Photograph ©2014 by Brian Cohen.

3 thoughts on “Laptop Computer Screen Damaged by Reclined Seat Aboard Airplane: Who is Responsible; and How Should This Be Resolved?”

  1. NB_ga says:

    Unfortunate situation (assuming it is legitimate). But, goodness, it is not the fault of Delta or the reclining passenger. As adults, we are responsible for our belongings. Pat placed his computer in a precarious position where it was accidentally damaged. Sad… but solely his fault. From the clips included here, he has become bitter over his own wrongdoing. Perhaps he man up and get over it. Complete foolishness!

  2. FF78 says:

    Horsesh** … and a few thoughts on this:

    1-Airlines work with manufacturers to design seats….stop with the pinch points in the seat, or better yet, stop building seats that recline. We’d all be happier that way. Economy is economy…if you want recline, buy business or extra legroom. I enjoy the 12″ of space between me and seat in front. I enjoy it less when it’s 6″ and I can get out of my seat…let alone eat a meal, read a book or view my laptop. wtf.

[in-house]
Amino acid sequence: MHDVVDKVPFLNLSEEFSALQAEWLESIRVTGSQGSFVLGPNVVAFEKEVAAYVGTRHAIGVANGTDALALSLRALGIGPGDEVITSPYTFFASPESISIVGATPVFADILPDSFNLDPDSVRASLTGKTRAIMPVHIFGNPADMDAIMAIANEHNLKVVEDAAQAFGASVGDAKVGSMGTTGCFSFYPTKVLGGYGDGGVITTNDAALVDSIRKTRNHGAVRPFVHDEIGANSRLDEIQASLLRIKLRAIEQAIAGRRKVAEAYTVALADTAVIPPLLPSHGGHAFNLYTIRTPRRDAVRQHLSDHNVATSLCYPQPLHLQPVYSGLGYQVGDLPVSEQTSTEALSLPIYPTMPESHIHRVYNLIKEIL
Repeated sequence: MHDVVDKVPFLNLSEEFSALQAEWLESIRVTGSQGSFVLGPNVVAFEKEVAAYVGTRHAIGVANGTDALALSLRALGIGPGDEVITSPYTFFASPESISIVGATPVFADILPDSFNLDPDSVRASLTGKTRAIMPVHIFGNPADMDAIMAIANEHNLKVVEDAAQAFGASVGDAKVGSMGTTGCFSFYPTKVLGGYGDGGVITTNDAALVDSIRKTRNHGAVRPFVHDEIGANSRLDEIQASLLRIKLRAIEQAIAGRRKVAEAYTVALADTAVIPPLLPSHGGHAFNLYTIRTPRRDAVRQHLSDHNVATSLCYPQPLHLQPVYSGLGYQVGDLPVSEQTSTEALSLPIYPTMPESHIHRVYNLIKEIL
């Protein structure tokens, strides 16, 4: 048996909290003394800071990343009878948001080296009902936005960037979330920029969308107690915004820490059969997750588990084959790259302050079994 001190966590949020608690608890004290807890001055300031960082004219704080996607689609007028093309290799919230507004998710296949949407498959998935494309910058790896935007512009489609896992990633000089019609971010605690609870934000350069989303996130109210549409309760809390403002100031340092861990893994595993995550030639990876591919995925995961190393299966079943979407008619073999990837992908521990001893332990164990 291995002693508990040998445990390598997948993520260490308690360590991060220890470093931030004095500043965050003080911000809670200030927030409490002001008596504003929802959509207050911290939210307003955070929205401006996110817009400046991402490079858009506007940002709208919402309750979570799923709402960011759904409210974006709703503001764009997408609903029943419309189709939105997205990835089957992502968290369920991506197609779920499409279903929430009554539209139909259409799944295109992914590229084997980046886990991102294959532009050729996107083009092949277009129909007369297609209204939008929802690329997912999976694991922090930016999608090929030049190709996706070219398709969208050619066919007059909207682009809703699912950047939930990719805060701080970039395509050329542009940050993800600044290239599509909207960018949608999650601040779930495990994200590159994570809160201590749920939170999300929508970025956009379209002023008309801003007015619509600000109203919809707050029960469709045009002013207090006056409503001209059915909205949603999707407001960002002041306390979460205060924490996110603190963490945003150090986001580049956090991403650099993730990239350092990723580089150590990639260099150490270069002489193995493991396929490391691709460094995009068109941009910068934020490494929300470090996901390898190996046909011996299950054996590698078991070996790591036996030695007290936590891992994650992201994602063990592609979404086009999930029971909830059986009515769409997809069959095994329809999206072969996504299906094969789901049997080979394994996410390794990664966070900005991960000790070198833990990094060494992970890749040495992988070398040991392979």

2-I’ve opened my laptop many a time to have the knucklehead in front of me recline into my PC. Fortunately, it has never snapped like in this example, but I’ve seen it happen multiple times. Simple solution: stop making seats that recline.

    3-I don’t understand the folks who say that the person working on their laptop, in their own #(*$& seat is responsible for the damage. This is why air travel ranks slightly above a root canal.

    I’ve lost a few laptops in my day, mostly because the seatmate or the flight attendant spilled drinks over the keyboard/motherboard, but I saw that coming. Now, I always close the lid during the meal service and kindly request my seatmate to put their drink on their own traytable. Over 4M miles, it’s saved me 10s of thousands of dollars. It’s been more than a few times that I’ve worn that fellow travelers drink.

    Very unfortunate….but this is on the airline…they need to create a safe environment…and environment that is predictable.

  3. Kyle says:

    I had my screen crack from an aggressive recliner in front of me on Air Canada a few years ago. Never thought to ask for compensation from the airline.

    The crack could have been avoided if the guy had looked back to see if there was a reason his seat wasn’t reclining fully at first, but he just kept pushing the button and forced the seat back without even giving me enough time to move the laptop. So, so frustrating…